I'm a physics student and doing a project where I need to detect moderate intensity of light with a response as linear as possible (measuring angles using Malus law (linear polarization)). Anyways, I was using photodiodes in photoconductive mode without amplification (just a resistor in series) and it was working reasonably well, but some days ago I've got VERY noisy readings (i'm using an Arduino as ADC). I do not know the source of the noisy readings, but I suppose I should invest time into making the whole circuit more resistant to noise. Apart from low-pass-filters, I was thinking that amplifying the signal on the sensor side would help (there is a cable of about 1m length between sensor and arduino). So I was looking into basic amplifying circuits using op-amps and transimpedance amplifier circuits seemed quite straightforward to me, yet I was wrong. I'm trying to reproduce simple op-amp circuits like the one I show in a circuit below, but it just doesn't work. I'm using an LM324N op-amp.

I'm thinking about using the photodiode in photoconductive mode later (more linear as far as I know?), but first I want to get running the more simple photovoltaic-mode-circuit.

Can someone look at my connections and point out if there are some obvious flaws in it? The op-amp seemed adequate for the job. It's driving me crazy.

The circuit doesn't react to light, and instead gives me a constant output of about 779 (about 3.8V).I tried using different resistors (100 Ohms, 5kOhms, 1Mohm), and I obviously tried flipping the diode ;).

Transimpedance amplifier (wikipedia) my circuit

any help would be appreciated!

Edit: As has been pointed out, the circuit was wired wrongly. I did make changes to the wiring, and now I'm getting constant zero values, and very low values when illuminated with a bright, white led (20-40 on arduino scale depending on the cathode orientation, so in the order of 100mV)


1 Answer 1


It looks like you've wired it up wrong.

Pin 3 should connect to pin 11 (ground). Not pin 4 (Vcc).

The Photodiode should also connect to ground not Vcc.

It looks like you have the power and ground to the LM324 correct.

That circuit will probably work OK with the LM324 and that photodiode - you may need a small capacitor to keep the amplifier stable. The value depends upon the characteristics of the photodiode. If you only need low speed then you can use something like 0.01uF ceramic.

You will need a resistor such as 1 megohm with that photodiode - that will give 1 volt/microamp output. What intensity of light are you using?

  • \$\begingroup\$ thank you very much for the quick response. I just checked and it was really wired up wrong (first I was using another OP-Amp (the LM358P)where the GND was directly next to the non inverting output and wired it this way and didn't change the circuit correctly to the new opamp). Quite embarrassing. I did now connect it the right way, and first I thought it wasn't working (was showing pure zeroes), but then I changed the resistor to a 1Mohm resistor, and it shows small values when flashlight directly shined on it. (About 20 with cathode to non-inverting and about 45 when cathode to inverting \$\endgroup\$ May 6, 2017 at 23:51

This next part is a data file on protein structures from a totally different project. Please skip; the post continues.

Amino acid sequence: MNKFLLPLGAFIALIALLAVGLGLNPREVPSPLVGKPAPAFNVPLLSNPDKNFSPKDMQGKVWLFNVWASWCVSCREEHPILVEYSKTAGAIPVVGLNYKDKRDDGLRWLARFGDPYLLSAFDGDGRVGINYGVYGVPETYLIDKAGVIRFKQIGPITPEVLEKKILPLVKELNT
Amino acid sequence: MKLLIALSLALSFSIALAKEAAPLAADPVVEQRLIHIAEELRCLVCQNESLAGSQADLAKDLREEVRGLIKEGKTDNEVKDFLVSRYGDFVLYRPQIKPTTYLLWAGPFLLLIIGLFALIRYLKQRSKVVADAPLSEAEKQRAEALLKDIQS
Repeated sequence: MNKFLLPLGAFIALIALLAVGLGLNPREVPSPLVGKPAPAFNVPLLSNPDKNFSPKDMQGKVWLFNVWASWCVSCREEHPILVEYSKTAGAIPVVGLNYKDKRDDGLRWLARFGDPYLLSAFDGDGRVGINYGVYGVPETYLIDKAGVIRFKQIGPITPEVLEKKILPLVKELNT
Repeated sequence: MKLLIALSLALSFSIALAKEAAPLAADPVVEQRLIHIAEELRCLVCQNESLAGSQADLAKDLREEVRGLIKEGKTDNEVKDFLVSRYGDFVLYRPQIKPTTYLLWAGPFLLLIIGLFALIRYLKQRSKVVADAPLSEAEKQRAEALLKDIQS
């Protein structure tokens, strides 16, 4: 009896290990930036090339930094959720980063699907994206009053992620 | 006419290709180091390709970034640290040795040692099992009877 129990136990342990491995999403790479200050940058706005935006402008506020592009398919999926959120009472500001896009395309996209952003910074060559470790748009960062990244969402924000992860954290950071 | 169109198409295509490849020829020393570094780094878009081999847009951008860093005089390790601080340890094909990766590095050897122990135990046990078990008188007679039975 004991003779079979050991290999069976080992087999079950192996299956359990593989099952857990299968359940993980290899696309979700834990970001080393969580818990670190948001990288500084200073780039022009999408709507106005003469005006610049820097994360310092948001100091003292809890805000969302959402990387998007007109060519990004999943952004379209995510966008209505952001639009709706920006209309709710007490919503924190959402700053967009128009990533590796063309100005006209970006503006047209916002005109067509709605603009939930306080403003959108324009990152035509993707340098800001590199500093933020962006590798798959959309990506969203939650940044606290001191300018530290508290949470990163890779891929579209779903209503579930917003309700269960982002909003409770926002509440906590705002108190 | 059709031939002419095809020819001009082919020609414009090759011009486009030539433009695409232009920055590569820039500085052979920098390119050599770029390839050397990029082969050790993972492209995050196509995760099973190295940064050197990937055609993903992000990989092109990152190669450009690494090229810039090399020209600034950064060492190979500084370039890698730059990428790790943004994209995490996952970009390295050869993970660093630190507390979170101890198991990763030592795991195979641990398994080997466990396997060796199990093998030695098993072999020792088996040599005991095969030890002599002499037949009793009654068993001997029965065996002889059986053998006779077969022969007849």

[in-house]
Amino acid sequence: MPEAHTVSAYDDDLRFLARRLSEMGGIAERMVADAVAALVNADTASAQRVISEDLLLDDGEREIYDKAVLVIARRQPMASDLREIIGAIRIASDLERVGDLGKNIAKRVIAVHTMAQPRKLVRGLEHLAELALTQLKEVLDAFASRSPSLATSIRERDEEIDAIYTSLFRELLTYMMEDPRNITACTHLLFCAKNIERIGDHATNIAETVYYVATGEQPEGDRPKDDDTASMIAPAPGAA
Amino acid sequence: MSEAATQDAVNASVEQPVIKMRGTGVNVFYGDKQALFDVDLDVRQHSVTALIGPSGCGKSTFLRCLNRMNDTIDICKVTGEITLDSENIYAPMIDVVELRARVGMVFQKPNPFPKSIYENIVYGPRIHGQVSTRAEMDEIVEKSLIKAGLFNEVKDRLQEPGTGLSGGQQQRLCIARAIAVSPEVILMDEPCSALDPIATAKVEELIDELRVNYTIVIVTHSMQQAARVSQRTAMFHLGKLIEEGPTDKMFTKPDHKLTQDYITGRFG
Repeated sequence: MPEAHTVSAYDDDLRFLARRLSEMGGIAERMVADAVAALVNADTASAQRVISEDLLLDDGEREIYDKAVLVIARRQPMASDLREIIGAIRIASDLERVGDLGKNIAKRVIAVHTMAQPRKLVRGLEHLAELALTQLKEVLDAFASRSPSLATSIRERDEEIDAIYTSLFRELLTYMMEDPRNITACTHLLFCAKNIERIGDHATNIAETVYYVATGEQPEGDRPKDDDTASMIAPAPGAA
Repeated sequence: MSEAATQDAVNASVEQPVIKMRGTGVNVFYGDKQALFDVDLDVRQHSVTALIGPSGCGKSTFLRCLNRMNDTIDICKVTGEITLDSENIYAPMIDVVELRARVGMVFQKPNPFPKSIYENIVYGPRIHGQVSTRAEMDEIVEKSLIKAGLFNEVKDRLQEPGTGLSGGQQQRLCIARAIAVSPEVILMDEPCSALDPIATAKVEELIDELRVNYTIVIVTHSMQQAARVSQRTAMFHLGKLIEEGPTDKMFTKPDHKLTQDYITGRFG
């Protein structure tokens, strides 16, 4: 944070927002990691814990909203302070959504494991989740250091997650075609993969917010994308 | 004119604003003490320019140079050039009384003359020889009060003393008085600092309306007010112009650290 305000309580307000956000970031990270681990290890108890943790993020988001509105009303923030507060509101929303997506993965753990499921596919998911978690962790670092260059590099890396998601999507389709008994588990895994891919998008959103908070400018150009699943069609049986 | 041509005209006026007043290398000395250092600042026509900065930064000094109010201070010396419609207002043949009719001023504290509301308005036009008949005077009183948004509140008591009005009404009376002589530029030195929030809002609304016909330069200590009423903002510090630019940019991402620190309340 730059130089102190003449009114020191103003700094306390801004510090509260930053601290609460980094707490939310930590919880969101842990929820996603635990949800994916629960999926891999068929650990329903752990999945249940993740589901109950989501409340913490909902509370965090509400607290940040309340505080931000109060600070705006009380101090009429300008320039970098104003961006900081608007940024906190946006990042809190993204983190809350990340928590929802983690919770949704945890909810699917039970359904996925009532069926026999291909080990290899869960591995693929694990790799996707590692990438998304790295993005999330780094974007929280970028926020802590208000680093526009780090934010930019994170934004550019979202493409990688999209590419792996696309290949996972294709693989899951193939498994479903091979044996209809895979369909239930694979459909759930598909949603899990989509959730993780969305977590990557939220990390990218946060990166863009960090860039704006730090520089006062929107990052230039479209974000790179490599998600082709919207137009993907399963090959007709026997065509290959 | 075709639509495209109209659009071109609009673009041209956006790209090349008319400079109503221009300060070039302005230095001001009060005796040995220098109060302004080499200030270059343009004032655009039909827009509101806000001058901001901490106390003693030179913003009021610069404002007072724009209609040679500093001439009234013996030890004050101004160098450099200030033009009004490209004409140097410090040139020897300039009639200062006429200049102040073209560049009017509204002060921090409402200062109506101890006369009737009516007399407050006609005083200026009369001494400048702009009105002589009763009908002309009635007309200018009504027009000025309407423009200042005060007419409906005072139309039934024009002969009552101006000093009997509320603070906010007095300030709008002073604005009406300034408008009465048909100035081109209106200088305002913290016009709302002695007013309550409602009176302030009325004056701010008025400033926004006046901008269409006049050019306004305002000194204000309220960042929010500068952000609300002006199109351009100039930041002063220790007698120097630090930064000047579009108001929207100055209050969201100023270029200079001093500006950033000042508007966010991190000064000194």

• \$\begingroup\$ This seems quite weird to me, I was expecting bigger values, especially with 1Mohm connected to it. Also, it is weird to get a light-depending value independant on the cathode position. Is it actually amplifying anything? Can I just adjust the resistor value accordingly to get the full span? Will I not get into trouble when trying to measure the voltage on such a high impedance source (with arduino)? The light intensity I would use ranges from directly illuminated by 7 bright leds to nothing (depending on the angle between the polarizers.) \$\endgroup\$ May 6, 2017 at 23:56
  • \$\begingroup\$ @DepressedRobot As a physics student I assume you understand the idea of \$y=m\left(\cdot x + b\right)\$. There will be leakage current (bias and offset) that must be accounted as part of your results. A small offset voltage will also exist across the diode, with associated dark current. That's \$b\$. Of course, \$m\$ is your resistor value, whatever it is. Also, if the current is positive, the output will move negatively in response to more light. But it's possible that \$b\$ might cause it to start out slightly positive without light. What is the photodiode part number? \$\endgroup\$
    – jonk
    May 7, 2017 at 0:15
  • \$\begingroup\$ Yes I understand the concept of offset and dark current. One question: Are you referring to the original picture I posted or to the recent comments? As Kevin White pointed out, it was first wrongly connected (I'm ashamed to say so). What I'm getting now is 0 values if not illuminated, and small values if illuminated with one bright white led, so it always reacts with positive rising values to light, but the magnitud of the reaction (20 or 40 on arduino scale) depends on the cathode orientation. I sadly have no part number for that diode and no part number is written on it. \$\endgroup\$ May 7, 2017 at 0:36
  • \$\begingroup\$ I noticed, however, in previous tests that it reacts much less to light than other photodiodes I have. Those other photodiodes I already have included in my prototype, and the one I'm using here is for testing purposes. If it helps, I have a phototransistor with part number here (ST-KL3B) which yields similar results, but higher values (about 150, connected either way). I was using those phototransistors first, but decided to use photodiodes because I read that the response is more linear. \$\endgroup\$ May 7, 2017 at 0:39

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